Who are You Lifting Up

“Therefore, as it is written: “Let the one who boasts boast in the Lord.” (1 Cor. 1:331 NIV)

2016 has been  a difficult year for our rock  celebrities. If you are a fan of music from the “Seventies’s through the Eighties” you may glance at your news feed every day with a bit of a wince wondering who is next.

Last week rock icon Prince passed away at the age of 56.  As with any musician who’s music helped define a generation, especially one who dies at unexpectedly at an early age, the public mourned. Many other musicians did tributes to him at their concerts. The  Broadway cast of “Hamilton!” danced to “Let’s Go Crazy” at the end of their performance. People wept, placed purple flowers in  various spots, sang their favorite songs.

All of which, as I said, is to be expected.  But what to do when the church jumps into the act.  The day of Prince’s death this sign appeared at a United Methodist Church

I’ve no idea what the motivation could be for the church. It may be an attempt to be culturally relevant to their community (Hey were hip enough to know about Prince).  It could be an honest attempt to reach out in grief.  It could be the clergy will speak on the quote on Sunday  (Are we called to do more than get through this thing called life)I don’t know and haven’t reached out to them, so I’m not judging.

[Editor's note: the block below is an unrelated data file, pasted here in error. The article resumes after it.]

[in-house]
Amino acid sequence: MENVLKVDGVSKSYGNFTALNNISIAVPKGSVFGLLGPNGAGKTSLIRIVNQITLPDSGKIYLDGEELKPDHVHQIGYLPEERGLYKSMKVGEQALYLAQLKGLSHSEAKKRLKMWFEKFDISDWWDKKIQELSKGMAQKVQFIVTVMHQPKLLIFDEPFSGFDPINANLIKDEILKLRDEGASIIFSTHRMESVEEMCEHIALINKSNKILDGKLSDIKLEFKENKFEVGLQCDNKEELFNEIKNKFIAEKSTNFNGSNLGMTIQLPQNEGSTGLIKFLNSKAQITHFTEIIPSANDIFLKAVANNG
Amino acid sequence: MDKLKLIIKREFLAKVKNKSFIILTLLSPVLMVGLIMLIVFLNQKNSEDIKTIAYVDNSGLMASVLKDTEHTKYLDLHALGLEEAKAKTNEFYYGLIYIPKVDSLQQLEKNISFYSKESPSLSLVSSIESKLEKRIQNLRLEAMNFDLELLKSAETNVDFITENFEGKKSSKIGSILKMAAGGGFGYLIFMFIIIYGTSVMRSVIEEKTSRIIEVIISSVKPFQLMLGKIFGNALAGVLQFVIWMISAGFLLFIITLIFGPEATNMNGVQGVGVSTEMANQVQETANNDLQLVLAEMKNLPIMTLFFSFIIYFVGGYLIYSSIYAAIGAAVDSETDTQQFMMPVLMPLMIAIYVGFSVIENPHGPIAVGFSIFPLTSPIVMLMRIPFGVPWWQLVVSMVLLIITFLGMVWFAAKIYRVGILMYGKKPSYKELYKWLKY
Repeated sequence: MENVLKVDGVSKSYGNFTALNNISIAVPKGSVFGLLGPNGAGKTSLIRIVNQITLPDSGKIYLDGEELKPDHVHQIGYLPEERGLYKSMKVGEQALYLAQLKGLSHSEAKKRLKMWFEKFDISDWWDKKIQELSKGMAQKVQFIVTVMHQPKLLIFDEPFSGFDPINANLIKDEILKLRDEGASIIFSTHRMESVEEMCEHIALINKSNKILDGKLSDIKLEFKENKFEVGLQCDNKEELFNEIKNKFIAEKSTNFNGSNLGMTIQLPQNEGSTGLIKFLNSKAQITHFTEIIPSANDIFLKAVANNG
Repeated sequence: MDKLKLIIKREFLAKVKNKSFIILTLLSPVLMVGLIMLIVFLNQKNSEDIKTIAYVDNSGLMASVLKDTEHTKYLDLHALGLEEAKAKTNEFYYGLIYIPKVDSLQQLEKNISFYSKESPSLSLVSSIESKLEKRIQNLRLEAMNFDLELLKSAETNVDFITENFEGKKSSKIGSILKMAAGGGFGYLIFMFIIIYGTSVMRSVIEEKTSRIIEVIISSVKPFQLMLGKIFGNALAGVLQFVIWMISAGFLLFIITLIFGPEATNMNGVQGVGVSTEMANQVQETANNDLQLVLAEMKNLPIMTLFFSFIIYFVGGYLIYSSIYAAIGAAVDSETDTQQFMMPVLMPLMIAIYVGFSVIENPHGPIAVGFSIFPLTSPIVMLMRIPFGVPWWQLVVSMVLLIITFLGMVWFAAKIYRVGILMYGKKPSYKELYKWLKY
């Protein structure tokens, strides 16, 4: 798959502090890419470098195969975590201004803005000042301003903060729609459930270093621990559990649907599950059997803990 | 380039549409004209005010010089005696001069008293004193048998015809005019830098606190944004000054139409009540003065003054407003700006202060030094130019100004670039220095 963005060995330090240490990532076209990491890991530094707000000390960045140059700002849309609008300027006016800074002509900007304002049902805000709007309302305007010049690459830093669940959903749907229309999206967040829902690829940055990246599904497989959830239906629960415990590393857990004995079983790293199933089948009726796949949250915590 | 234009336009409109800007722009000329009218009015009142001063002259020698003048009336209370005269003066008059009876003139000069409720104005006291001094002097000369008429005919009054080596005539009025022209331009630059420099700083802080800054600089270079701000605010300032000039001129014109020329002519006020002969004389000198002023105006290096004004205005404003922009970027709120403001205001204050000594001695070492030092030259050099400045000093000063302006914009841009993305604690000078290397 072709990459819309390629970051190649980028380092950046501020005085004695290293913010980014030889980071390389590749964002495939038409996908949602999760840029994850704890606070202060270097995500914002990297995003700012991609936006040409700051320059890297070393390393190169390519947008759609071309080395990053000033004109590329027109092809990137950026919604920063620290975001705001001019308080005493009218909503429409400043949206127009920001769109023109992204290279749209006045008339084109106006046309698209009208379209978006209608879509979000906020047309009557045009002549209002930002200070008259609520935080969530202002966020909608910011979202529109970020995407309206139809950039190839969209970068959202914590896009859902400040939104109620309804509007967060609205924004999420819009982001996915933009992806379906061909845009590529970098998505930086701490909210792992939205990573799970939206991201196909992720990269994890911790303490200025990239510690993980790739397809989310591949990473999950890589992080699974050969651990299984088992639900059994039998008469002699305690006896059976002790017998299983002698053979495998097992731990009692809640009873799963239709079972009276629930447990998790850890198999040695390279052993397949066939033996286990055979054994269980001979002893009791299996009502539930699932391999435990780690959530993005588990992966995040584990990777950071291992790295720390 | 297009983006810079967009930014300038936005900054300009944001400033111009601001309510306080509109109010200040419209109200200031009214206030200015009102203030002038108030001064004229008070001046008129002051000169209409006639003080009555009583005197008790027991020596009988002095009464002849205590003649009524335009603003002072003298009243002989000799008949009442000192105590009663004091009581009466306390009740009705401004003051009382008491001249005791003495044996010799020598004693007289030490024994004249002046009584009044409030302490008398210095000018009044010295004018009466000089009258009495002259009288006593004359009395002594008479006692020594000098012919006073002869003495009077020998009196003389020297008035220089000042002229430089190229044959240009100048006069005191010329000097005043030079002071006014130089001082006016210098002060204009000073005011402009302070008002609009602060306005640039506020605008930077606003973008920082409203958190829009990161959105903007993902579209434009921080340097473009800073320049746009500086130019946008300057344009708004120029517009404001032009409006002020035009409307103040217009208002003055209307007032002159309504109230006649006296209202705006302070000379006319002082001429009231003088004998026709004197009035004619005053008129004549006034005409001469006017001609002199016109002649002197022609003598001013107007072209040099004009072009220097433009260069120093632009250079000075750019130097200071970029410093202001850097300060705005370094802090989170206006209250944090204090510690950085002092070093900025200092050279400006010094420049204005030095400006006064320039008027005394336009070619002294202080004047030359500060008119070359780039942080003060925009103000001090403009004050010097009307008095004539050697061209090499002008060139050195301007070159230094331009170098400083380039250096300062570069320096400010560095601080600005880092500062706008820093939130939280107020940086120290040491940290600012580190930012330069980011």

But it does say a lot about how important our celebrities are to us in our culture.  Maybe in any culture.  We mourn their passing, we sing songs of tribute to them. Their quotes appear on our places of worship. We lift them up almost to godlike status. Above everything else we tend to forget the ugly parts of their lives. It’s almost as if talent, fame fortune good looks, etc. somehow cancel out the darker parts of their personalties. And while I liked a lot of Prince’s music he had a lot of dark corners to who he was.